My time came in the spring of 1992, after being in the telephone-book-cover advertising business for 23 years. I was a master of my craft, but I wasn’t nearly tough as I thought.
I was working Nashville, Tennessee. It took me 15 workweeks—Monday through Wednesday—to complete a town in those days; adversity reared its ugly head in week number five. After two decades-plus of uncanny consistency, the losses suddenly started piling up like a stinking pyramid in a garbage dump. My 60% closing ratio nose-dived into the toilet. During weeks five through nine, I wrote a grand total of two sales. Three of those weeks I went blank; until Nashville, I’d had three blank weeks in 23 years.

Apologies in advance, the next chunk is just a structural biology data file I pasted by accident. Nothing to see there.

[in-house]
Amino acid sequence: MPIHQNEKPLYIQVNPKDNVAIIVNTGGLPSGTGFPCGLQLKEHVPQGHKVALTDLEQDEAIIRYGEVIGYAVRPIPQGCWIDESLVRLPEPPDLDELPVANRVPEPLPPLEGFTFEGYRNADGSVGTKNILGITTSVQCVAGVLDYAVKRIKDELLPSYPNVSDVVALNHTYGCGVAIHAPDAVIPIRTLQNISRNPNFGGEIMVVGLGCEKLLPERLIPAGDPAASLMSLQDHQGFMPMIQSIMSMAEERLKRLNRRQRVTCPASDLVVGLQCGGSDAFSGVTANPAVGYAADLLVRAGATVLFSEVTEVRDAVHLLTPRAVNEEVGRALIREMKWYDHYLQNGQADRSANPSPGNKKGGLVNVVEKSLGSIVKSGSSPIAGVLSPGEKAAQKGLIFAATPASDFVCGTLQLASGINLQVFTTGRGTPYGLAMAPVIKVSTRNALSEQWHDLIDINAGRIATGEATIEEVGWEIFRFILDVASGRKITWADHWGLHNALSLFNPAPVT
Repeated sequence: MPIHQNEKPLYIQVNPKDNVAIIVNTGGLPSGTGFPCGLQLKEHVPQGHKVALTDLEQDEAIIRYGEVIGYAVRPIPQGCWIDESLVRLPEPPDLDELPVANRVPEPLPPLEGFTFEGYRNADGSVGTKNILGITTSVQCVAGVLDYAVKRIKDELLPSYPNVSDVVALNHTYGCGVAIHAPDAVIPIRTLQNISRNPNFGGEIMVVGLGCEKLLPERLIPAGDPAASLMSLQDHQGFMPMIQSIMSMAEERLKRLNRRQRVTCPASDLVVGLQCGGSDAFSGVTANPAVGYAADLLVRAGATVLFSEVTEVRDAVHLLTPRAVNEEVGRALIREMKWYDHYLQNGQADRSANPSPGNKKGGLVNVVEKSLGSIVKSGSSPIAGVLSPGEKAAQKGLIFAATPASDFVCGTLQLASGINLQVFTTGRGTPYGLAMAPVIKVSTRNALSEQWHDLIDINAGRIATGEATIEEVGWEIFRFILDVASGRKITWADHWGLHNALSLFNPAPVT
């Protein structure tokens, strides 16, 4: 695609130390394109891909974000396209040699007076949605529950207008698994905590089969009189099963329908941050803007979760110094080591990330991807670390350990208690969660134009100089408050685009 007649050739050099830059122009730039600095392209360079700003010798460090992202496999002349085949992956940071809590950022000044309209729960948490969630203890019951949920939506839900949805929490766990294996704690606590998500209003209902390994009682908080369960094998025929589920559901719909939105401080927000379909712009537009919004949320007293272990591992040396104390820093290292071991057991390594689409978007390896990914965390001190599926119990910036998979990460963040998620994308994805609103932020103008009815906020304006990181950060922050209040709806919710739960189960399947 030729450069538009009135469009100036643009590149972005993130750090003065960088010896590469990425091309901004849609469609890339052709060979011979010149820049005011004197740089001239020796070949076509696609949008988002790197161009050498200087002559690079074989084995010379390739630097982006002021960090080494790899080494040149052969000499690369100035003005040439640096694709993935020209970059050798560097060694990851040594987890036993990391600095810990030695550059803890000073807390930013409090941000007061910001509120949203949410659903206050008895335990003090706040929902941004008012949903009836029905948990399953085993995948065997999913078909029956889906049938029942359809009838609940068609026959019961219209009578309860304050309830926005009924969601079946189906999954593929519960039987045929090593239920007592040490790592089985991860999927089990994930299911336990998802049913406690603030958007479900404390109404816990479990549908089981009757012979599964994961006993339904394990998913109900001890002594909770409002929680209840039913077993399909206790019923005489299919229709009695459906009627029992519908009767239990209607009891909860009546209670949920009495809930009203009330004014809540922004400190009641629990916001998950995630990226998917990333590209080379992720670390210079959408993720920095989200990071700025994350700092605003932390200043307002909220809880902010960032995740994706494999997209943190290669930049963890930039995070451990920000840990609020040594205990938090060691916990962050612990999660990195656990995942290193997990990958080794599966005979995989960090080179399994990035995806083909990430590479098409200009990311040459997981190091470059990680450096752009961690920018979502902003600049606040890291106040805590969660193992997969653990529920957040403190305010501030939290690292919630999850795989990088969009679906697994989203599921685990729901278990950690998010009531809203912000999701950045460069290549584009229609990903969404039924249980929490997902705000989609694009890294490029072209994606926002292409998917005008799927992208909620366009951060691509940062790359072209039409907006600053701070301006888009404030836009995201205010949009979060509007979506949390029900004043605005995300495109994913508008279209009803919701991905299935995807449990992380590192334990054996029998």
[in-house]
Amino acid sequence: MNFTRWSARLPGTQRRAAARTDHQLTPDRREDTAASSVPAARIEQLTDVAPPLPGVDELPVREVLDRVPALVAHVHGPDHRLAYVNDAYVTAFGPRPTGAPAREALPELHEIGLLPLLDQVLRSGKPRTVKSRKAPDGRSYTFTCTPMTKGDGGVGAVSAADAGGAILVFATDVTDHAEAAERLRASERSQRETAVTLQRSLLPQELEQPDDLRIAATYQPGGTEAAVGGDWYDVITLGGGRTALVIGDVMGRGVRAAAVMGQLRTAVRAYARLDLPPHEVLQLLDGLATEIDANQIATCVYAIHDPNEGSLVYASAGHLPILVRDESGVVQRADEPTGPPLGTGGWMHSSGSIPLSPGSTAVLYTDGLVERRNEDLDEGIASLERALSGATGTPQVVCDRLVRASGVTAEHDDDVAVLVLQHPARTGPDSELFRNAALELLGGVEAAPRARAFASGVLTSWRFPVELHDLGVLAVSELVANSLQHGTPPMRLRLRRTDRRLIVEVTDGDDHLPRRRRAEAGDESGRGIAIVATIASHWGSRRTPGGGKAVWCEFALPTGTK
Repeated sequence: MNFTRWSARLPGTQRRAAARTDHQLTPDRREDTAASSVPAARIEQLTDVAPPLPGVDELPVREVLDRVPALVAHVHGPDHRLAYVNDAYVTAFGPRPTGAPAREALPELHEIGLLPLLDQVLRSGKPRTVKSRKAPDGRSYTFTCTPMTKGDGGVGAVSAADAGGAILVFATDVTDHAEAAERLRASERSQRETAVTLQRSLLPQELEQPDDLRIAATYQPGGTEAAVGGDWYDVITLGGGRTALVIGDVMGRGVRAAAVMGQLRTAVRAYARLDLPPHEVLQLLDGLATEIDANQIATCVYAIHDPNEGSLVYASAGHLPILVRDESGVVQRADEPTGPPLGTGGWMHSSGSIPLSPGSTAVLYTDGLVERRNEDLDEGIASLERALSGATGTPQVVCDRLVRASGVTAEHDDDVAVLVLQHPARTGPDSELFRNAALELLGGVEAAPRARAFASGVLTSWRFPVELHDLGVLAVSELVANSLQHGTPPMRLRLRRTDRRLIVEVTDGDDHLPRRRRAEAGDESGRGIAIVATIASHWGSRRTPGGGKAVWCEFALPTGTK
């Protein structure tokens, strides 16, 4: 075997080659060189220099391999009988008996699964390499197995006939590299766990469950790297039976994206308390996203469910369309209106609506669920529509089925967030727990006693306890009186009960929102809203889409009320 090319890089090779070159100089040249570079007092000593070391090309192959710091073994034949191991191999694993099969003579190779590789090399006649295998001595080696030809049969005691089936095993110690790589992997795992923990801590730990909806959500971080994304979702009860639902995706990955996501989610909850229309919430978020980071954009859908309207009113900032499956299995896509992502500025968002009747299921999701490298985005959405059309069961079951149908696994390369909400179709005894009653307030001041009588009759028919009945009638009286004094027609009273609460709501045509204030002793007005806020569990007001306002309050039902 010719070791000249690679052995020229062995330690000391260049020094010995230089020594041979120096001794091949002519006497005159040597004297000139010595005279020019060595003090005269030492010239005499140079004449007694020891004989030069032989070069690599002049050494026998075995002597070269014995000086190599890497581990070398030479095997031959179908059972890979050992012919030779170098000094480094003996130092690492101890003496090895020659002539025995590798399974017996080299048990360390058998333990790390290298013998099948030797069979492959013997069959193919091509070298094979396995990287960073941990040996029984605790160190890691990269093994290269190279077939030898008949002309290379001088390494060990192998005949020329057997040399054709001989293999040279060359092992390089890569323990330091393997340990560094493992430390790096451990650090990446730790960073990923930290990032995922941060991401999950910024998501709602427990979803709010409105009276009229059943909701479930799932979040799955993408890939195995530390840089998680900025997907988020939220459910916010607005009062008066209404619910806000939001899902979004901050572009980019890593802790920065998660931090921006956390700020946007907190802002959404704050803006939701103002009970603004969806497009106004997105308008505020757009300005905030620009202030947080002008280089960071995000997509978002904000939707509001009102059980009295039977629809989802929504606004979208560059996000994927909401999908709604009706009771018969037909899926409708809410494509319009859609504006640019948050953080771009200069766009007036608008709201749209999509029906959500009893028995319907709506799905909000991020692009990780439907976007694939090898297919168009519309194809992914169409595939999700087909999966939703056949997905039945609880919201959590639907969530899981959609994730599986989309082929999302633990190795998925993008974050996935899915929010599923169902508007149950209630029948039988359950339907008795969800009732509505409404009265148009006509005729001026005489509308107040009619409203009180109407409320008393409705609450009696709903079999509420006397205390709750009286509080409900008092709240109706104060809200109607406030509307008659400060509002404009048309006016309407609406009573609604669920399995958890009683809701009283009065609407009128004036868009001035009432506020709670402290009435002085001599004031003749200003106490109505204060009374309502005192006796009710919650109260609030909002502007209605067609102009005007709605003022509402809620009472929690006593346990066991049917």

I didn’t have a clue what was causing this unprecedented collapse. It was as if an earthquake had struck and smashed my career to smithereens. Fear, the great enemy I had always laughed at, and challenged, suddenly gripped me like a vice. Doubt, fear’s twin brother, crept into my psyche and poisoned my mind; I was consumed by the locusts of doom. My stomach in a constant state of upheaval, I began to have thoughts of leaving the business. The losses just kept piling up, burying me under an avalanche of baffling futility. I thought of myself as a .400 hitter; now I couldn’t get a hit to save my life. I started pressing, which no doubt made things even worse. When you become desperate, that desperation curdles into a stench of fear the prospect smells like a bloodhound; and it repels him, turns him off completely.
The stress was so overwhelming that I suffered severe angina and underwent angioplasty to open up a blocked artery. I’m sure I brought my illness upon myself; desperation can do that to us—hyphenate “disease” and you get “dis-ease.” I took nine weeks off to recover, grab hold of my sanity.